Hydrogeologic group B underlies the western part of Prince William County and consists of sedimentary rocks of the Culpeper Basin. The predominant rock types are conglomerates, sandstones, siltstones, shales, and argillaceous limestones. Rocks within hydrogeologic group B tend to have moderate to excellent water-bearing potential because it is a fractured rock system with very little overburden. The highest reported yields in the county are from wells located in this hydrogeologic group, but this hydrogeologic group is susceptible to contamination- the fractures that carry water can easily spread a contaminant and without adequate overburden spills could flow to depth through a fracture.

Hydrogeologic group C, which is interspersed throughout the area of groups B and Bl, in the western part of the County, consists of igneous rocks (basalt and diabase) of the Culpeper Basin. The rocks of group C are Early Jurassic in age. The predominant rock types are basalt, sandstone, siltstone, diabase, hornfels, and granofels. Rocks within hydrogeologic group C tend to have generally poor water-bearing potential because of the wide spacing between fractures, mineralization of fractures, and random fracture orientations.

I am concerned that development of the site and relocation and reconfiguration of the stream could potentially mobilize the chemical constituents of concern known to remain on-site:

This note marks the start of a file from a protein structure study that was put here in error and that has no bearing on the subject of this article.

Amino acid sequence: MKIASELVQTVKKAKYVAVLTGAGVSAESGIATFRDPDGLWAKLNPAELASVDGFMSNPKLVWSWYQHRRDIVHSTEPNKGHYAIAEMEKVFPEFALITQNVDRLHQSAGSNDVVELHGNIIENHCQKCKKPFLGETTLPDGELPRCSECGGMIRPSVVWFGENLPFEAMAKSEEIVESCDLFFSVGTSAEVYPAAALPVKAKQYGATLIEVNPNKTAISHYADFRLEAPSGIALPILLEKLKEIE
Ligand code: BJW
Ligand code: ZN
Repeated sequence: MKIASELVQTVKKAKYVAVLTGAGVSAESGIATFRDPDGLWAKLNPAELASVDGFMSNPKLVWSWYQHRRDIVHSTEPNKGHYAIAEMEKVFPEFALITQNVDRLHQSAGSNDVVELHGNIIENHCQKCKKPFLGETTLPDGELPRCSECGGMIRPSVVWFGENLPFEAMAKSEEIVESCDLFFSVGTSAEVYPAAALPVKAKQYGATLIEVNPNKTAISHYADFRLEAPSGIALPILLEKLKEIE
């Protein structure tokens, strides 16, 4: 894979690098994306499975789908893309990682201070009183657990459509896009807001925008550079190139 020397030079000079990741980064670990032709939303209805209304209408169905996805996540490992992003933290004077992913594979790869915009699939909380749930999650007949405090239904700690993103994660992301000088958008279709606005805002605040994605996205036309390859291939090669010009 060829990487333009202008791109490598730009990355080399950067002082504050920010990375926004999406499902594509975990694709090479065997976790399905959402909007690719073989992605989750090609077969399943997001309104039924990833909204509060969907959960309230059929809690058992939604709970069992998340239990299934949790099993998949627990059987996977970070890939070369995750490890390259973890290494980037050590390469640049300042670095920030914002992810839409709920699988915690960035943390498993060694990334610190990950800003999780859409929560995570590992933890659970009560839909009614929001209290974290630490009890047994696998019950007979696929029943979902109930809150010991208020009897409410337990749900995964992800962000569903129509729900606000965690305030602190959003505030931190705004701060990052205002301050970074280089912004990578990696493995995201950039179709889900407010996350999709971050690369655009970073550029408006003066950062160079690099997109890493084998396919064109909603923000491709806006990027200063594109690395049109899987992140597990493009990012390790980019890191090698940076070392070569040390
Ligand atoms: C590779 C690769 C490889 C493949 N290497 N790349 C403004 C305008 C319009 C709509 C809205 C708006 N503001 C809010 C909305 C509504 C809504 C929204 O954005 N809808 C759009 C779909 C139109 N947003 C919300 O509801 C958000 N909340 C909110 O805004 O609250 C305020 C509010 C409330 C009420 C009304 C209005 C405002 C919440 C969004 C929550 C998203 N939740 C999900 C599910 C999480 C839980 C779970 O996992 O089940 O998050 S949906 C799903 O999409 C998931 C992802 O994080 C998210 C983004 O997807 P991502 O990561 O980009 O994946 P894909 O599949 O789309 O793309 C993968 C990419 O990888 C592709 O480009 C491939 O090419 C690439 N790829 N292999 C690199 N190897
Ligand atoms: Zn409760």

Tetrachloroethylene (PCE), 1,1-Dichloroethene (1,1-DCE), Methylene Chloride, 1,1,1-Trichloroethane, 1,1,2-Trichloroethane, 1,1-Dichloroethane (1,1-DCA), 1,2,3-Trichloropropane, 1,2-Dichloroethane (1,2-DCA), Benzene, Carbon Tetrachloride,  Chloroethane, cis-1,2-Dichloroethene, Trichloroethene (TCE), Vinyl Chloride (VC), Perchlorate and 1,4-Dioxane.  The following COCs exceed vapor intrusion screening levels: PCE, TCE, VC, Benzene, 1,1-DCA, 1,2-DCA, and 1,1-DCE.

The U.S. EPA, VA DEQ maintain responsibility for the site. The specific address/Parcel ID from the special use approval does not have a joint permit application in process or an active VWPP permit. Any surface water impacts from the eventual data center would likely require a Virginia Water Protection Permit (VWPP) and a permit from US Army Corps of Engineers.

Though it is likely that such an application is being developed, because surface water impacts are ultimately proposed; however, the applications for the required permits have not been submitted to DEQ/USACE and the site is being graded without regard for the soil restrictions in the institutional controls and to all appearances the perennial stream and RPA has been wiped out.  No RPA  hearing was held. This should not happen. The environmental regulations and institutional controls exist to protect the community and essential water resources from exposure.

It is important that the U.S. EPA, VA DEQ  and USACE (who maintain responsibility for the site) approve the planed changes to the site that may impact the institutional controls and hydrology and determine if additional monitoring is necessary to ensure that the COCs are not mobilized to leave the site, before excavation and site work begin. Not after construction. The regulations are to protect us. The  county has failed in its duty and is not protecting the interests of the pubic in waiving the Environmental Constraints Analysis, RPA disturbance hearing, and granting the excavation permit ahead of the VWP permit.